Demonstrators nationwide are hitting the streets demanding real policing reform, ending racism, and justice reform after George Floyd died while a Minneapolis police officer pinned him down for many minutes with the cop's knee. As a Fairfax criminal lawyer, I have been unable to keep up with the multiple news stories and discussion by people I know on the one hand of peaceful protesters, suppression of them (and of some journalists as well) starting with curfews, some police even joining the demonstrators or taking a knee in support of Mr. Floyd, and peaceful protesters responding to those nearby them who are committing crimes; on another hand people assaulting police, rioting, looting, vandalism and arson; and on another hand a wide range of government and police action and response that includes excessive action to say the least, and use of the National Guard in some places, and Donald Trump's threats of calling in the military. Not having been able to keep up with all this news, I limit this article some specific circumstances happening in Northern Virginia and the nation's capital, and to the need for the police and government reaction to demonstrations not to turn into instances of more police abuse.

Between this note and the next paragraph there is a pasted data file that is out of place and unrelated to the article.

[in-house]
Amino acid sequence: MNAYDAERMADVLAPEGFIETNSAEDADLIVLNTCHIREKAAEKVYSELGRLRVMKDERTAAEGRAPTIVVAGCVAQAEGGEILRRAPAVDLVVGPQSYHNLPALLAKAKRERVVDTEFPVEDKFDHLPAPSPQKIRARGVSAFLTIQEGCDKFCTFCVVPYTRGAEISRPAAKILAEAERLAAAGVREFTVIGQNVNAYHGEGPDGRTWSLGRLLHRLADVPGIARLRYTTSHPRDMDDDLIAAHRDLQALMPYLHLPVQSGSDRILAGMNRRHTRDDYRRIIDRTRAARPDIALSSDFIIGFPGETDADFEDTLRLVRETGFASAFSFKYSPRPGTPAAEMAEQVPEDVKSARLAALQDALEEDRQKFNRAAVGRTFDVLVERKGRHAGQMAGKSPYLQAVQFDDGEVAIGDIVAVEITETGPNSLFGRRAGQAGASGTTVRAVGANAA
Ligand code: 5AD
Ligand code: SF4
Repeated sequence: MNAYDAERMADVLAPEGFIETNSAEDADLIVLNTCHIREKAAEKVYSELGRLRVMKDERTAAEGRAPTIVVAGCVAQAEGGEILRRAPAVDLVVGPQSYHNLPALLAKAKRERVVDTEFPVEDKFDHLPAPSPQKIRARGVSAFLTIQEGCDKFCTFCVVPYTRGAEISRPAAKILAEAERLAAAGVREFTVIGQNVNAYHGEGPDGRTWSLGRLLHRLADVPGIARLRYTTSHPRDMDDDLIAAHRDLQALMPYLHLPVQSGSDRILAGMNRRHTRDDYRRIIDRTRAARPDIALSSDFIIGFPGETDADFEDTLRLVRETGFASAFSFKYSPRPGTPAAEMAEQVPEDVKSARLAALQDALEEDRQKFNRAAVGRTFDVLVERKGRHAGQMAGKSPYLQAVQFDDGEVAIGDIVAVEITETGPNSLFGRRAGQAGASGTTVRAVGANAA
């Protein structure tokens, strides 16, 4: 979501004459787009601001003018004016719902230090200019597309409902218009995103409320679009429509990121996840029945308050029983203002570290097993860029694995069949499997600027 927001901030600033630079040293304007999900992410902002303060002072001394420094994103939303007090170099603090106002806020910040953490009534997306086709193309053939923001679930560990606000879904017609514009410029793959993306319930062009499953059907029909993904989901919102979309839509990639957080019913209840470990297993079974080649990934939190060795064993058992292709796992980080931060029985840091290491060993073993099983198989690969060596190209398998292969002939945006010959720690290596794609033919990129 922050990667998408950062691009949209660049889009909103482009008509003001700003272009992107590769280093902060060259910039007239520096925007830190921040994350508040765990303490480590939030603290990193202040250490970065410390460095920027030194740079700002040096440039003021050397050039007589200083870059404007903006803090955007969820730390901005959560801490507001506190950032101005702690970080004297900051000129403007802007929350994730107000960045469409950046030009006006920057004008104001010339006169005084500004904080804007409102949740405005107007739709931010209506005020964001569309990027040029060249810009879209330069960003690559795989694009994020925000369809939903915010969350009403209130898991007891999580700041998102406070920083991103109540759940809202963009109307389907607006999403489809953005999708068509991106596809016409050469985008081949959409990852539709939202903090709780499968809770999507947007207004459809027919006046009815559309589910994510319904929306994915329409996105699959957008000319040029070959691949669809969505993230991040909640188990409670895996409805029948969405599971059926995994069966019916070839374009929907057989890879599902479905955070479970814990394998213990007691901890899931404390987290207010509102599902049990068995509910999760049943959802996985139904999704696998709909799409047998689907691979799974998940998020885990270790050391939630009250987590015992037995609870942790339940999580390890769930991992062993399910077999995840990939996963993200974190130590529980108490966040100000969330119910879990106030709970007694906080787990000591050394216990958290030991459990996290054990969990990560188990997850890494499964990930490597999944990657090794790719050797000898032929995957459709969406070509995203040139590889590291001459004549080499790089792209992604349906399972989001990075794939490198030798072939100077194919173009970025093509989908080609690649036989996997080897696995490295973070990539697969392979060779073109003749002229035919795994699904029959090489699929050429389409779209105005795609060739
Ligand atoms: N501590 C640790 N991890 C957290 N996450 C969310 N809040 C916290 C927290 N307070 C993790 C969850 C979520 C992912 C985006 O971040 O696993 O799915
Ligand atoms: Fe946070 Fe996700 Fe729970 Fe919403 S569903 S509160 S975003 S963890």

My dad Joseph Jacob Katz passed away May 18, 2020. I could say he had a long illness, and that I am happy I got a chance to visit with him for many nice  hours at my parents' home in New York City this past weekend, all of which is true. Here, I talk, briefly, about how my father lived. My father grew up in West Hartford, Connecticut, up the road a few dozen miles from where I grew up, and where plenty of people speak with non-rhotic accents, but not my dad. Senator Tom Dodd recommended him for West Point, where he graduated in 1958, and where he loved taking my brothers, mom and me for numerous football games and reunions. He saw the military as needed but of course as needing to be deployed only at the right times and for the right reasons. He loved Patton, took me to see it soon after it came out, and got a chance to bump into George C. Scott at a Broadway theater and tell him how much his Patton character meant to him.